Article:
These notes are based on version 1.01 (January 29, 2015) of the book. Thanks to everyone who provided input. If you see anything wrong in the book, please let me know.
A scanned copy of Songs from Space is now available online, thanks to Rob Hansen.
"Banned from Argo" appeared on Leslie Fish's second album, "Solar Sailors," not on "Folk Songs for Folk [not Folks] Who Ain't Even Been Yet."
The IWW is the Industrial (not "International") Workers of the World.
Dean Sweatman has sent me the following:
Prehistoric Southern Filk
Rick Norwood, one of the Founding Members of NOSFA, attended MIT and later moved on to the West Coast and joined LASFS in his quest for higher learning. He was exposed to Filk in those wanderings and brought it back to the New Orleans Science Fiction Association through fan visits and later when he moved back to the city in the late 1960's. I was late of Comics Fandom and very much still a Neo-fan in those days and didn't pay much attention as much as I should have.
NOSFA was a rag-tag collection of fans, neos, and proto fen in those days trying to grasp the idea that there were others that liked this Crazy Buck Rogers stuff and we could gather together in our shared interests. We learned of Filk, Fanzines, Apas and Cons with Cons, Apas and Fanzines taking hold as the primary outlets of our fanac, but in the background there was filk.
Don Markstein and a few others embraced filk, but it never developed into what today would be a special interest group; it was just one of the slices that made fandom what it was. Rick was one of those behind the ill fated New Orleans in '73 bid and was pushing for a filk bid song to increase our visibility within that community.
In 1967 Rick, Don Markstein, Justin Winston, and John Guidry took the Southern Crescent to Atlanta to bid for the 1968 DeepSouthCon and then on to NYCon III to announce the New Orleans bid for the 1973 Worldcon. New Orleans won the DSC for 1968.
In 1969 Rick, Craig Shukas, and I took a doglegged trip to Knoxville, TN for the 1969 DSC, then onward to StLouisCon, whiling away the miles with filk and games of Botticelli. At the DSC Janie Lamb played a tape of filk and other contributed items like The Green Hills of Earth and the LOTR Progression Song.
Filk never was a programmed function, but it likely was to be found in the con suite and other common areas of the cons held here. In 1971 we held the DSC again, with Poul & Karen Anderson as guests, and while much of what I saw then was connected with the SCA, I am sure that filk was present.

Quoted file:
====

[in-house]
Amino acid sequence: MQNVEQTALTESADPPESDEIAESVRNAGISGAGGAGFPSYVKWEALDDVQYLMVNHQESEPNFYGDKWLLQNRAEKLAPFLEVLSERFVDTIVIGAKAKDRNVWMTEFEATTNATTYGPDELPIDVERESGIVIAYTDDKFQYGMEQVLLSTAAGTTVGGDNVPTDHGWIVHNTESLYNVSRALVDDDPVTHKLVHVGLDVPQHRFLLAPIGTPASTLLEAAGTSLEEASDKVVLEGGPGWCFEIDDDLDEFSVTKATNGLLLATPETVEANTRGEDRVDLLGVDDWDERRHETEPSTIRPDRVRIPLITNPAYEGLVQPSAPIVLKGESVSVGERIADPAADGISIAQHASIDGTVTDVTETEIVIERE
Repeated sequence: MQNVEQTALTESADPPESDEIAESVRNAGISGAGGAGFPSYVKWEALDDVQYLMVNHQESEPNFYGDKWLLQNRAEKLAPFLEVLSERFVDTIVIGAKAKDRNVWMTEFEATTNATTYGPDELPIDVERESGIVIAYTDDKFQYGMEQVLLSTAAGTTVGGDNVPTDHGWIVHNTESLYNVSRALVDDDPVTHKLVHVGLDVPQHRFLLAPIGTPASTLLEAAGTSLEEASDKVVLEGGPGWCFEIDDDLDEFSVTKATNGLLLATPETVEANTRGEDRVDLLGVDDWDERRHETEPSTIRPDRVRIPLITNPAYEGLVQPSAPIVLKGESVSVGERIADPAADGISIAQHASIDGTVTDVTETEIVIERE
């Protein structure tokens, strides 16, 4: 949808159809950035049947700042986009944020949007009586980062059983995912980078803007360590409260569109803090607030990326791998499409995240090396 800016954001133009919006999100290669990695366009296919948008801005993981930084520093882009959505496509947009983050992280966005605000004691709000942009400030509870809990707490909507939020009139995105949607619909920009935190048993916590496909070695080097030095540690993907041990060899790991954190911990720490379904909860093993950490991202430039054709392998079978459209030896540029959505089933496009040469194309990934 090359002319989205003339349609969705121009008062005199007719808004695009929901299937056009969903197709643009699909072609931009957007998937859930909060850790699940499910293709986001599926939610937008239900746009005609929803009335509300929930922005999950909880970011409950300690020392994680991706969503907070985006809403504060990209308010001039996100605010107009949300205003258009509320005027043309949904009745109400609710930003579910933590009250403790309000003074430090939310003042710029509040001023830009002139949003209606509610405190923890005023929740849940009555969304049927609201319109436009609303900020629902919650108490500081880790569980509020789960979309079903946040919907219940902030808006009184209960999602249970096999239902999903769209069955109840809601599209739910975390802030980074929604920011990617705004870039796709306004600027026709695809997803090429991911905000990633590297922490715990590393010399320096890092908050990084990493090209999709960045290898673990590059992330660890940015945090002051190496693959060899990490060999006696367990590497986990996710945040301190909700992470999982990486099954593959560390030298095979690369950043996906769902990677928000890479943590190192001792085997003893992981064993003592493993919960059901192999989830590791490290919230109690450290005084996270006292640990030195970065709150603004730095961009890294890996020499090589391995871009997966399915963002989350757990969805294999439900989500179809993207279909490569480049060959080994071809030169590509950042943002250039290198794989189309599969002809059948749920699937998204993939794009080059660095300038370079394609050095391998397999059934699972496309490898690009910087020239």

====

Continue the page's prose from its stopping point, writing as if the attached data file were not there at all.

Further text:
Shortly after that, New Orleans fandom started to splinter into special interest groups with a large infusion of Trek, Fan/APA-zine, Club and Con fen. I lost track with a wife and kids (the whole catastrophe) as time went on until 1993.
The title of Diana Gallagher's second expansion of Cosmic Concepts is Cosmic Concepts More Complete, and the whole thing should have been italicized.
Alan Thiesen says Gary Anderson moved from the Bay Area to the Los Angeles area in the early or mid eighties, and that he probably didn't move to the Bay Area fo be part of Off Centaur.
The mention of some lawsuits in connection with Off Centaur isn't intended as a complete enumeration. There were multiple legal actions, and I chose not to go into them all.
Moss Bliss offers this account of Kathy Mar's entry into filk, which differs in some important points from Kathy's account in the book:
I, too, was a local folksinger, and I lived right around the corner from Kathy — my girlfriend at the time was the mother of a girl who had once been a member of Kathy's "family", but she didn't usually hold that against me.
I was at Kathy's when she came home from Day One of Denvention 2, bubbling over with excitement about how she sang some of her "regular folk songs" for them AND THEY LOVED HER! (Face it, have you ever known Kathy Mar to be shy?) She then collected her friends, as many as would go and including me, to "crash the late-night movies", which was my first contact with Fandom (and the first time I had seen Forbidden Planet).
I have related this to Kathy as my recollection, and she continued to stick to her story as you published it. But it's not true, and it's not like Kathy.